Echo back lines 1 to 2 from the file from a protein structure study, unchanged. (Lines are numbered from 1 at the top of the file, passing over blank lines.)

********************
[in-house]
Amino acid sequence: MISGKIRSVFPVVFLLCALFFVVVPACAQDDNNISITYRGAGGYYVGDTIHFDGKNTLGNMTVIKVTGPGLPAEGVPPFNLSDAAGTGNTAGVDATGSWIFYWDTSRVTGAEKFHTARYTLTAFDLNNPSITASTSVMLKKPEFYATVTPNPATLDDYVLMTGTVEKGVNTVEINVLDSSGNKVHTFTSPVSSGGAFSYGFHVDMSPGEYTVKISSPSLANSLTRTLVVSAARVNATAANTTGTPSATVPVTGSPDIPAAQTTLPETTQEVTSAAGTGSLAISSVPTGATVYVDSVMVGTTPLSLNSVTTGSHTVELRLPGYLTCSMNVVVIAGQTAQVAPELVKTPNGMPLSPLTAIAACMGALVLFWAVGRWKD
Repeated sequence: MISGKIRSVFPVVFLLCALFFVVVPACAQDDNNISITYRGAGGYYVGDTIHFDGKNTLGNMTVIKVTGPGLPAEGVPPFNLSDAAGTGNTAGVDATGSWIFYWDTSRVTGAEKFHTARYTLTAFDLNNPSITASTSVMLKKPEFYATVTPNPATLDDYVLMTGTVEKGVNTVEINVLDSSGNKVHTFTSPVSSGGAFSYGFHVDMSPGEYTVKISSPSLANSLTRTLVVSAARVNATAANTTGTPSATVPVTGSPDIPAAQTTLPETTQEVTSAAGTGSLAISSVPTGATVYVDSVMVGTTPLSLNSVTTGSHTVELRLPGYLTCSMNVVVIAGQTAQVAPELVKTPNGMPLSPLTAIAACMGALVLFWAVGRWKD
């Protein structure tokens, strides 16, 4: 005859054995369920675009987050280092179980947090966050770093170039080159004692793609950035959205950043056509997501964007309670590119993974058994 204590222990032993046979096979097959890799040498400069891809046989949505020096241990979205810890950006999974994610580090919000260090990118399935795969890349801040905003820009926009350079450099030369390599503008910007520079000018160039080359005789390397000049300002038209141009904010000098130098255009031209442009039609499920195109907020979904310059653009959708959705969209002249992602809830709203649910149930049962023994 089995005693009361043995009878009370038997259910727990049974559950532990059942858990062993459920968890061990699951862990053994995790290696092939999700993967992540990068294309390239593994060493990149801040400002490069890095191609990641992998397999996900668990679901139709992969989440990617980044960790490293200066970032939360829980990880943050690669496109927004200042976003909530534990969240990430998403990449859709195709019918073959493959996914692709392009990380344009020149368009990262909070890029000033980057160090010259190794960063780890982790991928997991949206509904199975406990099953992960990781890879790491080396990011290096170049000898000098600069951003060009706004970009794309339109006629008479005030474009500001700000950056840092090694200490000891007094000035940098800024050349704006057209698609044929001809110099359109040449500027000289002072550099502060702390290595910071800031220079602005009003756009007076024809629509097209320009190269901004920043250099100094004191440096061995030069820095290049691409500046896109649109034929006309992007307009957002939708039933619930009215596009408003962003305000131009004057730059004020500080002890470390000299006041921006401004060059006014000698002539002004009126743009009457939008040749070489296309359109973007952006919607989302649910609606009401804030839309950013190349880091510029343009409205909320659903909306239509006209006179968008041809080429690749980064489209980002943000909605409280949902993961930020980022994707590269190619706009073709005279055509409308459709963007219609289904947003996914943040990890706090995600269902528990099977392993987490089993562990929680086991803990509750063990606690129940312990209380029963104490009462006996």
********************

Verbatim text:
[in-house]
Amino acid sequence: MISGKIRSVFPVVFLLCALFFVVVPACAQDDNNISITYRGAGGYYVGDTIHFDGKNTLGNMTVIKVTGPGLPAEGVPPFNLSDAAGTGNTAGVDATGSWIFYWDTSRVTGAEKFHTARYTLTAFDLNNPSITASTSVMLKKPEFYATVTPNPATLDDYVLMTGTVEKGVNTVEINVLDSSGNKVHTFTSPVSSGGAFSYGFHVDMSPGEYTVKISSPSLANSLTRTLVVSAARVNATAANTTGTPSATVPVTGSPDIPAAQTTLPETTQEVTSAAGTGSLAISSVPTGATVYVDSVMVGTTPLSLNSVTTGSHTVELRLPGYLTCSMNVVVIAGQTAQVAPELVKTPNGMPLSPLTAIAACMGALVLFWAVGRWKD